Materials: corrugated cast concrete, plants, soil.
Zanzibar is a sculpture that functions both as an indoor / outdoor garden and public furniture. Zanzibar consists of three separate multi-layered shapes with large planters hosting tropical greenery, two indoor and one outdoor, linking the two spaces and welcoming visitors to the public space of this building in the regeneration area of King’s Cross.
Like the museum and garden benches of the 18th century, Zanzibar provides a place to rest or converse, for people to make their own performances, whether planned or impromptu; or simply for them to sit on and watch the world go by; to read, to wait, to talk together. The work is informed by tropical modernist architecture, particularly by the work of Lina Bo Bardi in Salvador de Bahia, and is named after her mysterious restaurant, from which it also borrows the material finish of concrete cast against corrigated metal. The planting follows another exhibition history, present in the installation photographs from the MOMA archive of the 1950s and 1960s.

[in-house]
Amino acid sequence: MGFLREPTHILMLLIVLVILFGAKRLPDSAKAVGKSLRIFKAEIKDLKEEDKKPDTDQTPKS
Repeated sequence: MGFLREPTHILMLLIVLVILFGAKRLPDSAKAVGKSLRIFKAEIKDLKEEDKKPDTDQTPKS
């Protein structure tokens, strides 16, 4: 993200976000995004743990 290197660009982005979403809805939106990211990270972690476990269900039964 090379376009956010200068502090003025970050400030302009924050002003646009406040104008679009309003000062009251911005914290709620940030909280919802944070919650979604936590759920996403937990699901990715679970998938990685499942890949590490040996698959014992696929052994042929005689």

Commissioned by: The King’s Cross Project,
a programme of temporary and permanent art commissions for the buildings and public spaces of King’s Cross, and curated by Tamsin Dillon and Rebecca Heald. This sculpture garden is an outdoor exhibition and is open all the time.